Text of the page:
With a full contingent of voters, the Board of the Santa Clarita Valley Sanitation District met Wednesday and unanimously approved a 14 percent increase in service charges for residents, resulting in a monthly fee bump of $1.67, starting in January 2010.
The board, chaired by Santa Clarita Mayor Frank Ferry, includes Mayor Pro Tem Laurene Weste and a representative from the Los Angeles County Board of Supervisors. The designated representative is Fourth District Supervisor Don Knabe; in his place Wednesday was his alternate, Fifth District Supervisor Mike Antonovich.
Knabe’s absence from a contentious May 26 meeting was the subject of controversy among those in attendance. Antonovich came to the meeting after Canyon Country Advisory Committee President Alan Ferdman called Knabe’s office to confirm his attendance.
Three people registered their opposition to the increase, which was outlined in detail by Stephen Maguin, general manager of the district. The proposal included the $1.67 increase, which was nearly half of what had been proposed during the May meeting, as well as commensurate hikes for industrial water surcharge rates and an increase in connection fees for new users to $4,500.
Weste expressed concern that the new connection fees be held off until January to accommodate business owners ready to open within the next few months.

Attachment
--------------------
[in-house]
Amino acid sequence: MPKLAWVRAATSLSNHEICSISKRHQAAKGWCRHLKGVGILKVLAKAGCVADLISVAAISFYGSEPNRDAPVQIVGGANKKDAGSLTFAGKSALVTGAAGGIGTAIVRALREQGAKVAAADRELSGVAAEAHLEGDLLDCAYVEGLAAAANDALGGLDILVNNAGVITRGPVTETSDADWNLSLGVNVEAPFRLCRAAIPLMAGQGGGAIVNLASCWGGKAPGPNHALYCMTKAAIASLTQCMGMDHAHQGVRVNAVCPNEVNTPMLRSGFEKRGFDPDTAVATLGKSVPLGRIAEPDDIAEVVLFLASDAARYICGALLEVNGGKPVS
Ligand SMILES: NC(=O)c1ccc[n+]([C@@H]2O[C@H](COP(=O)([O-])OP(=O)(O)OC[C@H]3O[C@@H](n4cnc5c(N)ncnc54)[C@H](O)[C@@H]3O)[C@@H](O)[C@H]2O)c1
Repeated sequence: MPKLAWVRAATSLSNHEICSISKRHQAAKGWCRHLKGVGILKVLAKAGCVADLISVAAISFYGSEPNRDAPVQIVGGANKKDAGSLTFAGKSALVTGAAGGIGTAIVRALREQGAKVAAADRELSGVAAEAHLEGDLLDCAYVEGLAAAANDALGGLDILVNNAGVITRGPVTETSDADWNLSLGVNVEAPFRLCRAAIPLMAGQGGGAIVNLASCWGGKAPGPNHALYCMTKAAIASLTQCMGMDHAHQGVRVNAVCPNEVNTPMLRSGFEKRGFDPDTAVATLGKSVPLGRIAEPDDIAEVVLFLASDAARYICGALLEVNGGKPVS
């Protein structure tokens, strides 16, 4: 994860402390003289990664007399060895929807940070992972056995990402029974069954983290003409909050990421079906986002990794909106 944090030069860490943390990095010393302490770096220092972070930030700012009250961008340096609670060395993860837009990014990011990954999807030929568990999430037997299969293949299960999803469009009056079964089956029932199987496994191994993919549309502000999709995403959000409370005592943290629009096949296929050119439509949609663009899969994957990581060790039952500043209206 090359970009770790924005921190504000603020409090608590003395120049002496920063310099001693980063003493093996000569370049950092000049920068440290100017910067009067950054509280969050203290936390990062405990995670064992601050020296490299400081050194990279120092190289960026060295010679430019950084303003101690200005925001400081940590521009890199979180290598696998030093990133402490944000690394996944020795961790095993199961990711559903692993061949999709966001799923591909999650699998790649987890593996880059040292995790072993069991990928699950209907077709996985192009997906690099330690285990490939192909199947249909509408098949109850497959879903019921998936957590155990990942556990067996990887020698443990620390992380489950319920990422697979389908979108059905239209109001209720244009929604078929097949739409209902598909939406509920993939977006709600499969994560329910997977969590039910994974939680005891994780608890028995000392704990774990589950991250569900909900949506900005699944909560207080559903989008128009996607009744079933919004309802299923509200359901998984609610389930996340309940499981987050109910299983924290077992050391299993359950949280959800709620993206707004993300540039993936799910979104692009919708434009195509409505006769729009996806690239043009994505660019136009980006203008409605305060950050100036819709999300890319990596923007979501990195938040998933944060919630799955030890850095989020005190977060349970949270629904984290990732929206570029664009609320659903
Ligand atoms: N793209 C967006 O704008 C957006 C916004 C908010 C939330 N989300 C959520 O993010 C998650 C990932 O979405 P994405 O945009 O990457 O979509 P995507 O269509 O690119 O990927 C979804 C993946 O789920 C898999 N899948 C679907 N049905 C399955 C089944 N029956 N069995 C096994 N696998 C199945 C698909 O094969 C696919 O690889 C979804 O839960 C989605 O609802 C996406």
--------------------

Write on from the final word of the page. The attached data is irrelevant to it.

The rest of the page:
“What will this do to those restaurants who have already calculated their opening costs on the original fees?” she asked.
Both she and Ferry said that their priorities were to support new and expanded commerce in the area, mentioning those in the Golden Valley and Westfield shopping centers.
“Our concern is to keep sites full, that’s what pays for public service,” Ferry said. “Mervyn’s is shut down and there’s a mall with no tenants. Look at Creekside Road now, there are four car dealerships closed down, so I have to make sure we can bring people in. I have to bring those people in to fill all this empty leased space because that’s what going to end up generating sales tax which pays for everything we pay for in the council purview.”
Ferry said that people can be angry at the sanitation agency, but the responsibility sits with the City Council.
“The reality is that he (Maguin) doesn’t make the decision whether homes are built. We decide that. Let’s say that 3,000 homes will be built. He has to be prepared for all those stores, restaurants and homes that will flush into the system,” he said. “We’ve always taken the position that if you have lived in Santa Clarita for 25 years, your quality of life shouldn’t change because of the 3,000 new homes
Council hopeful TimBen Boydston was not happy with the vote.
“I’m very disappointed because we’re in the biggest recession since World War II and our Mayor and Councilwoman have voted to raise our taxes,” he said. “Everybody is cutting back on every level of government and as individuals, we’re having to cut back with our families and nonprofits are cutting back, but they can’t say no to higher taxes. The fact is that this is a different kind of year and instead of asking the sanitation district to do more with less, they have taken the easy way out and raised our taxes.”